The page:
Licking something unpleasant in the dark…A Sunday Miscellany

Licking something unpleasant in the dark…A Sunday Miscellany

Sometimes change is brutal.  It can be like licking something unpleasant in the dark and letting your imagination run riot. Things always change.  The one thing that changes as you age is you. People often say that they don’t or have never changed, but it’s not true.  If you truly do an honest introspective you will see just how far you’ve come.

But it’s the subtlety of change that makes the world today so different than the one I grew up in.  The sneaky gradual changes that we all take for granted. I’m a terrible heathen.  When I was a little chiseller, things were very different.  Mass and the church were central to our way of life.  This little Island felt it was in a competition to be holier than any other nation and the government even colluded in keeping it thus. Those feckin’ Spanish weren’t half as good Catholics as we were.  They might have thought they were but by Jaysus we’d show them and that applied to the rest of the world.

On our knees, ten Hail Mary’s and three our Father’s, we’d pray for the souls of the poor unfortunate starving children in Biafra.  We’d pray for the pope, the Archbishops, the bishops, priests and nuns in a descending cacophony of hierarchical importance, until we got to the poor auld man in the street. You didn’t pray for yourself.

Now, there are probably 5 people in the whole Island who go to mass regularly (I might be exaggerating a little but you get the drift.) Oddly, us Irish still christen our children, ensure they make their Holy Communion, get confirmed, married and so on, all under the watchful eye of the local Irish priest.  The only thing that’s changed in this regard, is that we’ve run out of what was once our greatest export and secret method of Irishing up the globe – the Irish priest himself.  These days, we depend largely on the young lads our older priests converted in darkest Africa, India, the Philippines or some far flung origin, all those years ago. The remaining faithful have to face the indignity of being preached to by people they once felt holy superior to because back in the day, we were of course the best Catholics in the world.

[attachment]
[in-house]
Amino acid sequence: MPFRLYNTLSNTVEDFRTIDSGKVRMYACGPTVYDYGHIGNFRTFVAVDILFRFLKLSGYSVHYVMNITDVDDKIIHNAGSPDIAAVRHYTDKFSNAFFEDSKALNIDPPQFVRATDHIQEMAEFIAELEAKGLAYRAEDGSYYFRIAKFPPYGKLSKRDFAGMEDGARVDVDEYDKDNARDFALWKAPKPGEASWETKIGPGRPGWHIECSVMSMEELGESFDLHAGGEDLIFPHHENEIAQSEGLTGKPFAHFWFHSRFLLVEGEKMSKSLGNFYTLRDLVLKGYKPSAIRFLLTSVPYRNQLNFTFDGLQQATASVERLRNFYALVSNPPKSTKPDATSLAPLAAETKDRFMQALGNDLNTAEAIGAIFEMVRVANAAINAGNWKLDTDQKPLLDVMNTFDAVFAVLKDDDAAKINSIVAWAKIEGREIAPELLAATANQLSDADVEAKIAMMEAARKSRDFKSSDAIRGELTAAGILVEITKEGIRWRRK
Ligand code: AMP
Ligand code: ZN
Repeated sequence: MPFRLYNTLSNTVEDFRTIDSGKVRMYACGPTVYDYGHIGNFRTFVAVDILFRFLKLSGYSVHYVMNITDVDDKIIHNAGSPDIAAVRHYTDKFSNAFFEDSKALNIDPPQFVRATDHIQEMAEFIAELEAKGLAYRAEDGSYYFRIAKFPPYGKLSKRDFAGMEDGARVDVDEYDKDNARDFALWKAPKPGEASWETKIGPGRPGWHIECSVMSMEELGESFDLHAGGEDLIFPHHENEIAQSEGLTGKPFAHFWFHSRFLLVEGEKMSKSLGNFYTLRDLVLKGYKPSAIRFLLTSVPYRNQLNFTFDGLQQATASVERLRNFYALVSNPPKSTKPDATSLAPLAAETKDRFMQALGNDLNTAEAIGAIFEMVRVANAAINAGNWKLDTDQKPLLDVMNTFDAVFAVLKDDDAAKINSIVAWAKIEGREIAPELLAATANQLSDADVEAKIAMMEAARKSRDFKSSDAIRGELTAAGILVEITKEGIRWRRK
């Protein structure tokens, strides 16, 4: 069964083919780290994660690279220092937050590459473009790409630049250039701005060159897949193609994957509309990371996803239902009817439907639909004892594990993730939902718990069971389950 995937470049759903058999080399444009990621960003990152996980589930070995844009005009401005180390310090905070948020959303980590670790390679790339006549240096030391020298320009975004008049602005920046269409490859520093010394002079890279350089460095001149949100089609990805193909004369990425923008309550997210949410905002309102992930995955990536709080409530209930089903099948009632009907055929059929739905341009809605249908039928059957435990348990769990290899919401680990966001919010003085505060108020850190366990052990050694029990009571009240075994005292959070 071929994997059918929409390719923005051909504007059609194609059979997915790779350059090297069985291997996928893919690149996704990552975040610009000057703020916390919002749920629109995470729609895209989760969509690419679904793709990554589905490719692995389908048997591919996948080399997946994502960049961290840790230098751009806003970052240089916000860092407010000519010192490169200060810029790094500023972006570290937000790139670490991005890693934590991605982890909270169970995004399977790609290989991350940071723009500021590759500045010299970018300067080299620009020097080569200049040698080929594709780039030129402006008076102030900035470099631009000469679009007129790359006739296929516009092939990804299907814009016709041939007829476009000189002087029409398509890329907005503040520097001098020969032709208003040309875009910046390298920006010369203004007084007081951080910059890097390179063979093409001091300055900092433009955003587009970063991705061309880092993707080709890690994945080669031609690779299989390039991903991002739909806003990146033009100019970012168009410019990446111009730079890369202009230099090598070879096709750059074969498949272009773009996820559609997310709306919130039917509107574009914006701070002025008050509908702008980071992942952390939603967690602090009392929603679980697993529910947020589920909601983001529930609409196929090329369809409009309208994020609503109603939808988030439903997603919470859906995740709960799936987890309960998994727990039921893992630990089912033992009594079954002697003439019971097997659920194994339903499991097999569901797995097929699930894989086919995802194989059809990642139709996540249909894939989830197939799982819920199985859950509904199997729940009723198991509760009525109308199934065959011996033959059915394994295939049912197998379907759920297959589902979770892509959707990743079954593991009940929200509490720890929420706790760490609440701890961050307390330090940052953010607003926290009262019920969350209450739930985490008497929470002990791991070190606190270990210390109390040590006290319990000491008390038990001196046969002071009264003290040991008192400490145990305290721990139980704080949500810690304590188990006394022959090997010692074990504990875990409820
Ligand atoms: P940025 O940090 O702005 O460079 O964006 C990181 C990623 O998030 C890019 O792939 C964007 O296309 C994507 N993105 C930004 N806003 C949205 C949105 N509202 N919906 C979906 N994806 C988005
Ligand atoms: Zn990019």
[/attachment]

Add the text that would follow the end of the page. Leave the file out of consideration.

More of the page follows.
It’s like we’ve lost our faith but not the church.  We’re hanging in there ‘just in case’ because God forbid what the parents of my generation believed might be true!  If it is we’re all going to hell.   It could be that the Irish just like a party and sure if you have a Christening, communion wedding or funeral – what better excuse could you have to kick off an auld shindig eh? Maybe its because the schools are better, whatever the reason, we’ve changed to a nation of convenience Catholics.

I didn’t see it coming. Here I am, sitting in my kitchen at midday on a Sunday, while the world about shops in Malls.  I am drowning in the glorious scent of a pot of mushroom soup that’s bubbling on the stove.  The crisp October air is cooling my feet by the back door and the sun warming my shoulders through the window behind me.  Sounds lovely? It is. The dogs are at my feet Jo is washing her hair and Jomammy is somehow still managing to read the Sunday papers through 91 year old eyes beside me … and I feel content as I write but there it is. I am content.   In days gone by I’d have missed mass by now and I would have had to plan to make sure I got evening mass or it would be confession for me on Monday.